Anyone even casually acquainted with Dollar's background and ministry will not be surprised at this latest development. Formerly a student of Kenneth Copeland, Dollar promulgates a message of health, wealth and prosperity that sounds less like Jesus' call to take up one's cross, and more like Milton Friedman on steroids.
So first things first: when scandals like this are caused by prosperity preachers, followers of Jesus need to send an abundantly clear message that this is NOT Christianity. Often, our Pentecostal brothers and sisters are unjustly blamed because of the more casual relationship that exists between these movements and prosperity teaching. But the historical roots of the so-called "Word of Faith" movement aren't anchored to Azuza Street, but to Spencer Massachussets, where E.W. Kenyon developed his philosophy of New Thought Metaphysics. His teachings concerning the nature of reality--and the ability of the human mind to bend that reality by "tapping into the divine" and "positive confession," are a bizarre mixture of eastern panentheism and practices that originated in a form of Vajrayana Buddhism. The subsequent "positive confession" teachings of the late Kenneth Hagin and his students built on these teachings.
So when it comes to the origins and essence of "health, wealth, and prosperity," Word of Faith theology bears absolutely no historical, Biblical, theological, or philosophical resemblance to anything like orthodox Christian faith. We may call this twisted faith system many things. "Christian" is not one of them. So its important that when non-Christian leaders cause scandal that affects the name of Jesus, genuine followers of Jesus call these false teachers what they are. But at the same time, we must also admit that many who might otherwise be considered "orthodox" can be guilty of the same things.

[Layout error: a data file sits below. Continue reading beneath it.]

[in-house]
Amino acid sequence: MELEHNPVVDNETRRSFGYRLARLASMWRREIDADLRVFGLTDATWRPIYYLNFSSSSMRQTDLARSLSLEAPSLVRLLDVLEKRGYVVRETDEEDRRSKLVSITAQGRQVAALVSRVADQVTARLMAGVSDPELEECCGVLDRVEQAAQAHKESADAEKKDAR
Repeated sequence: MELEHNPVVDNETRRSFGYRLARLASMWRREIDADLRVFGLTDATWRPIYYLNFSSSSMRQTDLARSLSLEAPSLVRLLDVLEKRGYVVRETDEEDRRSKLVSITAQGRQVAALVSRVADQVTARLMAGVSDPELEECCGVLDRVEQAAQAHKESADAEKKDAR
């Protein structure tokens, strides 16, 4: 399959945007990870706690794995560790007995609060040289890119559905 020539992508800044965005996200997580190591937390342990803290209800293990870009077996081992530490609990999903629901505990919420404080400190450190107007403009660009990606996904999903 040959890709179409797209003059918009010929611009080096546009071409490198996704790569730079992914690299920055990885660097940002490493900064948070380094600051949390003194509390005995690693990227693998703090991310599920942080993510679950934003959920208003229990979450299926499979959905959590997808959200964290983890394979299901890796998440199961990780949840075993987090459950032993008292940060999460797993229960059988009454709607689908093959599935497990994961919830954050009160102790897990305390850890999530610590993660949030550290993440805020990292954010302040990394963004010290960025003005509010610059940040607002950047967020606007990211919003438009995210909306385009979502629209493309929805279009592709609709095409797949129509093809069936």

To be sure, prosperity teaching certainly makes it easier for someone to do what Creflo Dollar has done. But Dollar's recent actions aren't primarily about heretical theology. Nor are they about affluence. Honestly, I'm not sure who it was who first suggested that ministers should be poor, but whoever did it was forwarding a poverty theology that is every bit as heretical as its prosperity counterpart. If a pastor is doing well financially, in most cases we should be happy for his success.
But when your net worth is north of $27 million, and you are seeking to bilk one of Atlanta's poorest neighborhoods--one in which the average annual income is less than $29,000--out of another $65 million just so you don't have to fly coach, that's a character issue!
And when it comes to a lack of character, the ripple effect through the western church is vast!
Too often, churches and ministries have skimmed right past the instruction of the pastoral letters, and ignored their call for character, because they were attracted to winsomeness, or leadership skills, or visionary ability. The results in too many ministries have been tragic. And while they will never make the headlines like someone coveting a $65 million plane, the results of low character even in "doctrinally sound" environments are very similar to those produced by religious charlatans. When we ignore character, in the end we really don't look that much different from the heretics.
After many years of working within denominational systems, and with many, many churches, I've observed three primary ways that low character presents itself, damages the body of Christ, and casts aspersion on the mission:
Pride; When a leader of low character becomes prideful, he or she develops a "God's man" syndrome that causes them to think themselves "above" everyone else. This sometimes leads to an entitlement mentality. Like Moses in Numbers 20, they feel as though their faithfulness over a certain period of times means they should be allowed to blow their stack, or otherwise use their ministry for personal gain. I've seen pastors pad their resumes, embellish their achievements, and use ministry resources for personal pleasure--all because of pride.